Without seeing each other in person every day, a little more effort is needed to stay connected and keep your culture alive. So, Andrea advocates building in those fun elements and recognition.

“Before, it was fun to come in and find surprises from co-workers, like balloons all over your cube for your birthday,” Andrea said. “So instead, we would have fun deliveries like goodie bags, Tiff’s Treats, awards or even surprise drive-by visits.”

Now that in-person interaction is back, our team has also returned to having happy hours and lunches together, but we still find ways to build in small surprises even while working virtually.

“We’ll still send cards and treats to our team’s homes, or put on crazy Zoom backgrounds or dress up for video calls on each other’s birthdays. We can’t go more than six or seven weeks without something fun,” Andrea said.

Recognize employees early and often, even for the small stuff.

Even before the pandemic, Andrea sent out Friday emails with a note of recognition for employees — a weekly kudos to members of the team who did something notable or appreciated.

During lockdown, this tradition became a key part of maintaining morale, and it’s now a permanent part of the Freeman+Leonard company culture.

“My favorite kind of kudos to include is when I get an email or communication from talent or a client praising one of our team members, and they may not even know this was said about them. Or, it could be for something they did quietly, and weren’t aware I even knew about.”

Kudos can also be simple notes of appreciation for the way a colleague helped out. “It’s a small token, but it can be motivating,” Andrea said. “It means a lot to know that small things still get noticed, even though no one’s sitting next to you.”

Andrea has a tip for managers who want to implement this practice on their teams.

“Every Monday, I start a draft email called “Kudos” and add to it throughout the week. I don’t want to forget anything and have to try to remember it all on Friday morning. So as the week goes on, when something exciting happens or there’s something I want to highlight, I just open up the draft and add it there.”

Foster a culture of transparency from the top, down.

Just as it’s easy to hide behind a laptop in a remote environment, the lack of direct contact can easily lead indirectly to less information sharing.

It’s critical, then, that leaders promote a culture of openness, candor and transparency — including proactive conflict resolution.

“Effective one-on-one communication can suffer when you don’t do as much of it,” Kathy said. “Sometimes you need to get some of that conflict out on the table so you can address it.”

Upgrade your tech — and organize your files.

“One of the first things we did when we transitioned to remote work was reorganize our files to make everything easier to find,” Andrea said. “We revamped our entire portal and filing system and committed to having as much as possible in digital form.”

With fewer sponsored events — like Social Media Breakfast Dallas (now Digital Marketing Dallas), which Freeman+Leonard hosted and sponsored for several years — the team had less need for paper, anyway.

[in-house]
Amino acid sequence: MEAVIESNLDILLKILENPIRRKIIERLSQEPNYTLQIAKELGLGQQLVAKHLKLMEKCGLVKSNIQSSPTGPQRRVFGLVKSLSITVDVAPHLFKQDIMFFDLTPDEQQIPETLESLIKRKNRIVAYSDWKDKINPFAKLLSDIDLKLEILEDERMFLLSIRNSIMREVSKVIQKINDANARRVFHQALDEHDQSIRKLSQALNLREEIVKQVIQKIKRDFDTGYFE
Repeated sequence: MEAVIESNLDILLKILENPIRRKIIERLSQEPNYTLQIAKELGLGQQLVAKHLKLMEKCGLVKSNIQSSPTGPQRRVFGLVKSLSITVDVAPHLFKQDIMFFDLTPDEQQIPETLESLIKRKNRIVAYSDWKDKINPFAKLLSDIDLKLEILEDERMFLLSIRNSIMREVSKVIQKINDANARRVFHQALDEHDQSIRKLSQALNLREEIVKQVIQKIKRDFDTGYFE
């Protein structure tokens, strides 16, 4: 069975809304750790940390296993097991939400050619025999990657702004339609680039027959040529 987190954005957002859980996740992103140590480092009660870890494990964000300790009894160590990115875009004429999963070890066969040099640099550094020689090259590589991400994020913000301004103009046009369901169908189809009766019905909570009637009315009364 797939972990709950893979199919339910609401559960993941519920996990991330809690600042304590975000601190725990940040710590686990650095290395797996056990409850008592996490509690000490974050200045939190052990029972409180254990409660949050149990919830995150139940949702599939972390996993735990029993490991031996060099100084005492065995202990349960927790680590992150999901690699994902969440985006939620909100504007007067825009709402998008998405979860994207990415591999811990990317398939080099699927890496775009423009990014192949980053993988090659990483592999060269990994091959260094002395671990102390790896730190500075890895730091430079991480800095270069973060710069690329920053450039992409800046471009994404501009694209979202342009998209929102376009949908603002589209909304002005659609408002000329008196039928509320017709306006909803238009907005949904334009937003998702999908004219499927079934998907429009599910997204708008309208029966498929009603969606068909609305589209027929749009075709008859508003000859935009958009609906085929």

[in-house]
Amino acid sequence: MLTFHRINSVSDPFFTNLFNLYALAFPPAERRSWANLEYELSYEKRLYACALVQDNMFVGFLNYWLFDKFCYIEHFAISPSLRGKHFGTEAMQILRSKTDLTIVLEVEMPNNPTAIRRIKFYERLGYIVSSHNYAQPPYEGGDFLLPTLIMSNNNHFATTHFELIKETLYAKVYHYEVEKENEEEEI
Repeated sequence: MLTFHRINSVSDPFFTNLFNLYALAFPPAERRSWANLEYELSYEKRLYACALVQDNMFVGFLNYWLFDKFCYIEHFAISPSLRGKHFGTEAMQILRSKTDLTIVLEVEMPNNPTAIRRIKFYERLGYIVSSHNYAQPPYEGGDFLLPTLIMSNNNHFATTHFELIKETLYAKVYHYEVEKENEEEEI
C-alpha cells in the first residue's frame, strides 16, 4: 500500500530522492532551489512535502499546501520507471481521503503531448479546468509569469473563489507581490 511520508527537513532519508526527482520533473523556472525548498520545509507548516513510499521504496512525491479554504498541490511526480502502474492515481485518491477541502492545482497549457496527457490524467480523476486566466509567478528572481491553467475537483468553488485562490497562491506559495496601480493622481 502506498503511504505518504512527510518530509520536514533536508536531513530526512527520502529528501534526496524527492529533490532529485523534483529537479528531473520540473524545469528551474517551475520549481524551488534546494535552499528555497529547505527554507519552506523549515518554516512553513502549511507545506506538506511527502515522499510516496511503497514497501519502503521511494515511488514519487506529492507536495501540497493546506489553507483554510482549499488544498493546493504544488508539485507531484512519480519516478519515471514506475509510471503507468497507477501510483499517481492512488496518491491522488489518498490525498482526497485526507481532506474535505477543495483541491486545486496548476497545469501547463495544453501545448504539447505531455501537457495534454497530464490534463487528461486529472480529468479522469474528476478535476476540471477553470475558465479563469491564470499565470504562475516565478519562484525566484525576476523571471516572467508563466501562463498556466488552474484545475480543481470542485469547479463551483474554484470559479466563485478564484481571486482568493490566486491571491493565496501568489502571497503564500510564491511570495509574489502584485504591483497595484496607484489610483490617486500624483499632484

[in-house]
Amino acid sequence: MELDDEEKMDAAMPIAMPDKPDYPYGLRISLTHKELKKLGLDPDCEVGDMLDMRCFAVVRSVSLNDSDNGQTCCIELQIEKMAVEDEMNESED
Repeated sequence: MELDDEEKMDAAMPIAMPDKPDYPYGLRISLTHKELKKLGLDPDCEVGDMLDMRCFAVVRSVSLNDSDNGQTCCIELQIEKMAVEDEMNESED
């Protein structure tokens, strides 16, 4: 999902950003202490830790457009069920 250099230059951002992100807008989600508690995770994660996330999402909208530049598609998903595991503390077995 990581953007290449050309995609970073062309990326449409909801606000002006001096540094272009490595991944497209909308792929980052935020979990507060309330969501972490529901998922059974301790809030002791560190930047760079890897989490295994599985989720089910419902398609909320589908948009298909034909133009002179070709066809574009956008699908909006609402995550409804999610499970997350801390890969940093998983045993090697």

“We’re not distributing as many hard copies as we are digital copies of marketing materials,” Kathy said. “Digital is easy to share and inexpensive to produce.”

In addition to Zoom and Microsoft Teams subscriptions, we also invested in more-secure ways to share files and information, and upgraded existing systems to get more out of the tools we already had.

“We added Cloud Call to our CRM, which puts all of our data about client or talent contacts at our fingertips,” Andrea said. “Now when I’m talking to someone, my note screen automatically comes up with that contact’s entire profile in front of me. Being connected immediately with their most recent information helps us all be more efficient.”

Help your team enforce boundaries.

“A downside of everyone working remotely now is that clients and talent expect you to be available all the time,” says Rachel Runnels, Director, Talent Solutions at Freeman+Leonard, who had already worked from home for several years before the pandemic. “You can’t just shut it off.”

“The pros far outweigh the cons, but the biggest challenge is turning it off,” agreed Lisa Foster, Sr. Director, Client Services at Freeman+Leonard. “Now that I’ve set up a complete office, it’s really tempting to walk back in after I’m supposed to be done for the day. Before, I had to pull out my laptop, and it felt more compartmentalized.”

If you’ve hired self-motivated workers, in a remote work environment your greater responsibility as a manager may actually lie in helping your team enforce work-life boundaries, more than policing their productivity, advised Kathy.

“Be sure your team knows that a reply isn’t expected at all hours, and that they can shut it off.”

Hire self-motivated, career-minded workers with strong communication skills.

“Success with remote or hybrid work starts with the right kind of hire,” Kathy said. “You have to hire self-motivated, career-minded people to make this work.”

Good verbal communicators are also more likely to succeed in remote workplaces, where the nuance of body language and facial expressions are often lost in a flurry of text messages, Slacks, emails and voice chats. But thankfully, this already comes naturally to many marketers.

Armed with a clear understanding of their role and expected outcomes, entrepreneurially minded employees will thrive with the flexibility offered by working from home.

“We’re highly efficient and we’re actually having a killer year,” Rachel said. “So it goes to show that it can work.”